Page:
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1990s HIV story still relevant, Arkansas lawyers told

Stigma less, not gone, attorney says

By Rachel Herzog

This article was published June 16, 2017 at 4:30 a.m.


A Philadelphia attorney on Thursday shared his experience defending a client with HIV in the 1990s and told members of the Arkansas Bar Association that the issues surrounding that case remain relevant today.

On the second day of the association's annual meeting in Hot Springs, Alan Epstein took the stage in a conversational format with University of Arkansas School of Law Dean Emeritus* Cynthia Nance.

The pair said they met when they were seated together at a recent conference for labor and employment lawyers. When they began to talk, Epstein's story about a former client -- a young, gay, HIV-positive lawyer who was fired from his law firm -- sounded familiar to Nance.

She soon realized the case dealt with the same matters as the 1993 award-winning drama Philadelphia, starring Tom Hanks and Denzel Washington.

Though the film wrapped before the trial started the same year, Epstein's case gained attention of its own. The suit against a well-known Philadelphia law firm received national publicity and was the last federal trial televised on Court TV and CNN.

Epstein said Thursday that he took on the case because the story of his client, a young lawyer named Scott Burr, made him cry.

Burr had been fired from the firm after a coworker found his medical records. Burr initially was known in court as John Doe because of the stigma surrounding being gay and HIV-positive, and several members of the jury reported fearing casual contact with people with HIV.

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Epstein told the jury that Burr had two deadly diseases: HIV and something more abstract, discrimination.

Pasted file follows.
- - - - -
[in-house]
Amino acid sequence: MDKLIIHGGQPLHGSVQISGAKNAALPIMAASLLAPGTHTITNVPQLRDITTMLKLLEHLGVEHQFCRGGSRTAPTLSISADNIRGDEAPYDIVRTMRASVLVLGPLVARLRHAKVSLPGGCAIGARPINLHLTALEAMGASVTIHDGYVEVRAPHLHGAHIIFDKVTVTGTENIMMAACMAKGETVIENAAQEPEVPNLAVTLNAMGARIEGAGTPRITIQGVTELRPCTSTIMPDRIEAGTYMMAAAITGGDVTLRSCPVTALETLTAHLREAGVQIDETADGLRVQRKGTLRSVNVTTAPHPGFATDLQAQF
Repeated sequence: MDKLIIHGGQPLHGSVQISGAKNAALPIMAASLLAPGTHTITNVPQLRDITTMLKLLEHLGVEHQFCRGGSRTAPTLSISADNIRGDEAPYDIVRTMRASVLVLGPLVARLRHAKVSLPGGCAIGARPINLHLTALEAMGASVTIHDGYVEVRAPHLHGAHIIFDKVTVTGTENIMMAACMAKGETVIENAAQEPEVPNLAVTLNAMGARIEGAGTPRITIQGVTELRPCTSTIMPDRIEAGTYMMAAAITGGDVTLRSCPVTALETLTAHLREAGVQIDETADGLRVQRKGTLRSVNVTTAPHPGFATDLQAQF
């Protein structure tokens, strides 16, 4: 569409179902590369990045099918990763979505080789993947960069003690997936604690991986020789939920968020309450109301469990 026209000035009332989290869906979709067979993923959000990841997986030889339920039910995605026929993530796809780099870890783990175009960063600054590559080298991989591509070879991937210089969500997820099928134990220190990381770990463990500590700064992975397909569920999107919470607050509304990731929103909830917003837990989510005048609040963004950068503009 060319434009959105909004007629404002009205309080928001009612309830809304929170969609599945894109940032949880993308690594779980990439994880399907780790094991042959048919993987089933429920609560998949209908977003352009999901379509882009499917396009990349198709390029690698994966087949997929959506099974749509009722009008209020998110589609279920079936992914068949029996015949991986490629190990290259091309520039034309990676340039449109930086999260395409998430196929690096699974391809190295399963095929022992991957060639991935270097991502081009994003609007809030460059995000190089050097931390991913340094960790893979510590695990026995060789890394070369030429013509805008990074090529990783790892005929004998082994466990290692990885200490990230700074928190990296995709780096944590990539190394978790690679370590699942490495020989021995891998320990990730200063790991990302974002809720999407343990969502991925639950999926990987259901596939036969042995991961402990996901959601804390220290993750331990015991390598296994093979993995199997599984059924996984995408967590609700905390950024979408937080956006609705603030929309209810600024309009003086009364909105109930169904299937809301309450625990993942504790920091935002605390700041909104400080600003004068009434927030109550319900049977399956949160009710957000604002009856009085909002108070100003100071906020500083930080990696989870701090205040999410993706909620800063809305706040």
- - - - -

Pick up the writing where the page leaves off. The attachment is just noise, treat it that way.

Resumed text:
"That disease has a cure, and that cure was in [the jury's] hands," Epstein said Thursday.

"We were faced with the aversion to AIDS and the fact that this was a 'gay disease,' the fact that gay people were generally being ostracized to their own communities," Epstein said. "We had to make Scott a real person, a person you were able to sympathize with."

The firm's defense was that Burr was fired for unsatisfactory work, but the jury ruled in Burr's favor.

After meeting Epstein, Nance asked if he would come to Arkansas to share that story. Though the stigma around HIV and AIDS is less than it was in the early 1990s, Nance said she felt Epstein's story was still relevant.

A year ago, she said, she received a call from a friend of a friend. The person was a health professional in Arkansas who was HIV-positive and terrified. The person wanted to know if the diagnosis had to be revealed to the person's employer and the best way to do that. The person was concerned about being fired and about the stigma of the disease.

According to data from the Centers for Disease Control and Prevention, there were 5,006 people with diagnosed HIV living in Arkansas in 2013. Pulaski, Jefferson and Crittenden counties had the highest rates.

"We're talking about the history of [Epstein's] case," Nance said. "Lest you think this is a historical artifact, I have to tell you there are still a lot of concerns and questions about this issue even here in the state."

Kaye McLeod, an attorney at an adoption agency in Little Rock who attended Thursday's discussion, said she feels it's important for lawyers to take a stand in situations like Epstein's.

"We can make a change in the human consciousness about certain subjects and for the most part, understanding that we are dealing with human beings and very real problems," McLeod said. "It's not just the law, it's a human. And we're confronted with that every day."

Metro on 06/16/2017

*CORRECTION: Cynthia Nance is dean emeritus of the University of Arkansas School of Law. Her title was incorrect in a previous version of this article.

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